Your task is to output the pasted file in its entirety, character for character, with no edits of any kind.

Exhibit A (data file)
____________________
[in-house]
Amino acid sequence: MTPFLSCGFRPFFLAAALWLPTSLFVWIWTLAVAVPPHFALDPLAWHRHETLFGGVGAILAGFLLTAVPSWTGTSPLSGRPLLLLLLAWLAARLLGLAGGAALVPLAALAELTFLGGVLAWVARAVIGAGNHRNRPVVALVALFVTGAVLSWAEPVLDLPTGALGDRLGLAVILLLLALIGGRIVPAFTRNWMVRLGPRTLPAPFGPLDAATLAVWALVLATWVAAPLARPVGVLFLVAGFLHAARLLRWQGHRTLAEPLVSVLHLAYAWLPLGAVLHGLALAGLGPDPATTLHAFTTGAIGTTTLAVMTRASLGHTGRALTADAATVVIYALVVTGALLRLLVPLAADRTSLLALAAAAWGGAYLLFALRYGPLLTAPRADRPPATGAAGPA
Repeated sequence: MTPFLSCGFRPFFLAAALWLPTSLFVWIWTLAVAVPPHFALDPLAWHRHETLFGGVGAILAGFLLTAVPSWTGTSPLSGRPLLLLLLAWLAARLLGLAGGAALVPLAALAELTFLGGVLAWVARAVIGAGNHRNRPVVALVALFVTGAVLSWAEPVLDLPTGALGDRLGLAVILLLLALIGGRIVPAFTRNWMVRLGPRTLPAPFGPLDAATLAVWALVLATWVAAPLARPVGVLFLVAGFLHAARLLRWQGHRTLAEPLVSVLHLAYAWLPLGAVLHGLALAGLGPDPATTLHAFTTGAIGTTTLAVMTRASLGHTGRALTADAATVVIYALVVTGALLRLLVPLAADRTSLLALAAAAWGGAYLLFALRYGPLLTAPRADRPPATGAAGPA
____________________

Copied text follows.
[in-house]
Amino acid sequence: MTPFLSCGFRPFFLAAALWLPTSLFVWIWTLAVAVPPHFALDPLAWHRHETLFGGVGAILAGFLLTAVPSWTGTSPLSGRPLLLLLLAWLAARLLGLAGGAALVPLAALAELTFLGGVLAWVARAVIGAGNHRNRPVVALVALFVTGAVLSWAEPVLDLPTGALGDRLGLAVILLLLALIGGRIVPAFTRNWMVRLGPRTLPAPFGPLDAATLAVWALVLATWVAAPLARPVGVLFLVAGFLHAARLLRWQGHRTLAEPLVSVLHLAYAWLPLGAVLHGLALAGLGPDPATTLHAFTTGAIGTTTLAVMTRASLGHTGRALTADAATVVIYALVVTGALLRLLVPLAADRTSLLALAAAAWGGAYLLFALRYGPLLTAPRADRPPATGAAGPA
Repeated sequence: MTPFLSCGFRPFFLAAALWLPTSLFVWIWTLAVAVPPHFALDPLAWHRHETLFGGVGAILAGFLLTAVPSWTGTSPLSGRPLLLLLLAWLAARLLGLAGGAALVPLAALAELTFLGGVLAWVARAVIGAGNHRNRPVVALVALFVTGAVLSWAEPVLDLPTGALGDRLGLAVILLLLALIGGRIVPAFTRNWMVRLGPRTLPAPFGPLDAATLAVWALVLATWVAAPLARPVGVLFLVAGFLHAARLLRWQGHRTLAEPLVSVLHLAYAWLPLGAVLHGLALAGLGPDPATTLHAFTTGAIGTTTLAVMTRASLGHTGRALTADAATVVIYALVVTGALLRLLVPLAADRTSLLALAAAAWGGAYLLFALRYGPLLTAPRADRPPATGAAGPA